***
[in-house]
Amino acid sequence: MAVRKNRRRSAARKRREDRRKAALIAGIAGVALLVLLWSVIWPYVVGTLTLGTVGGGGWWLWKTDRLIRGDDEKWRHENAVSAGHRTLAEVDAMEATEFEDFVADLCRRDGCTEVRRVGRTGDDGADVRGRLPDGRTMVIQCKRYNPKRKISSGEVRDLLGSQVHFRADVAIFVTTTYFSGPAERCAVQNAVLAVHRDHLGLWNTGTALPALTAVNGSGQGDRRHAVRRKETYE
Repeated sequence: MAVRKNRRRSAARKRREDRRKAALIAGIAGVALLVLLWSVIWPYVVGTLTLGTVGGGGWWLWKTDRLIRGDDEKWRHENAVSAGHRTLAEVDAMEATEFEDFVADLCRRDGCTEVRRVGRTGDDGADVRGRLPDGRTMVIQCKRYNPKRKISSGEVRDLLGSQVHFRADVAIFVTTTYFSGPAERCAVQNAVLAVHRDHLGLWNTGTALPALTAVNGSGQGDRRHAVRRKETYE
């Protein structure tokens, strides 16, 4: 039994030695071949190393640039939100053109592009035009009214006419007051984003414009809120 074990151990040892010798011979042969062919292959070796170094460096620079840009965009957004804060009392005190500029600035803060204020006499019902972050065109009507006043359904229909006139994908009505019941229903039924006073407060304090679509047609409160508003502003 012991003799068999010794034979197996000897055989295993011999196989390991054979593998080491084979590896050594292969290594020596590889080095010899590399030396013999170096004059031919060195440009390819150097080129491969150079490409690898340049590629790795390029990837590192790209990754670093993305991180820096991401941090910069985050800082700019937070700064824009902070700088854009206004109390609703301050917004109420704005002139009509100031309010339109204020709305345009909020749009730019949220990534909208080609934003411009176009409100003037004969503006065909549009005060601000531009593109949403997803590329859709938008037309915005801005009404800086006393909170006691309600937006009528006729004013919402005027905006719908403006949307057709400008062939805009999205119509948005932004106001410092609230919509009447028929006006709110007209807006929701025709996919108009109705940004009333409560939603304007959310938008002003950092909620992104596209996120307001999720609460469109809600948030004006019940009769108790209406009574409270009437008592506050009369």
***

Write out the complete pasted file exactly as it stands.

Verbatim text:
[in-house]
Amino acid sequence: MAVRKNRRRSAARKRREDRRKAALIAGIAGVALLVLLWSVIWPYVVGTLTLGTVGGGGWWLWKTDRLIRGDDEKWRHENAVSAGHRTLAEVDAMEATEFEDFVADLCRRDGCTEVRRVGRTGDDGADVRGRLPDGRTMVIQCKRYNPKRKISSGEVRDLLGSQVHFRADVAIFVTTTYFSGPAERCAVQNAVLAVHRDHLGLWNTGTALPALTAVNGSGQGDRRHAVRRKETYE
Repeated sequence: MAVRKNRRRSAARKRREDRRKAALIAGIAGVALLVLLWSVIWPYVVGTLTLGTVGGGGWWLWKTDRLIRGDDEKWRHENAVSAGHRTLAEVDAMEATEFEDFVADLCRRDGCTEVRRVGRTGDDGADVRGRLPDGRTMVIQCKRYNPKRKISSGEVRDLLGSQVHFRADVAIFVTTTYFSGPAERCAVQNAVLAVHRDHLGLWNTGTALPALTAVNGSGQGDRRHAVRRKETYE
């Protein structure tokens, strides 16, 4: 039994030695071949190393640039939100053109592009035009009214006419007051984003414009809120 074990151990040892010798011979042969062919292959070796170094460096620079840009965009957004804060009392005190500029600035803060204020006499019902972050065109009507006043359904229909006139994908009505019941229903039924006073407060304090679509047609409160508003502003 012991003799068999010794034979197996000897055989295993011999196989390991054979593998080491084979590896050594292969290594020596590889080095010899590399030396013999170096004059031919060195440009390819150097080129491969150079490409690898340049590629790795390029990837590192790209990754670093993305991180820096991401941090910069985050800082700019937070700064824009902070700088854009206004109390609703301050917004109420704005002139009509100031309010339109204020709305345009909020749009730019949220990534909208080609934003411009176009409100003037004969503006065909549009005060601000531009593109949403997803590329859709938008037309915005801005009404800086006393909170006691309600937006009528006729004013919402005027905006719908403006949307057709400008062939805009999205119509948005932004106001410092609230919509009447028929006006709110007209807006929701025709996919108009109705940004009333409560939603304007959310938008002003950092909620992104596209996120307001999720609460469109809600948030004006019940009769108790209406009574409270009437008592506050009369």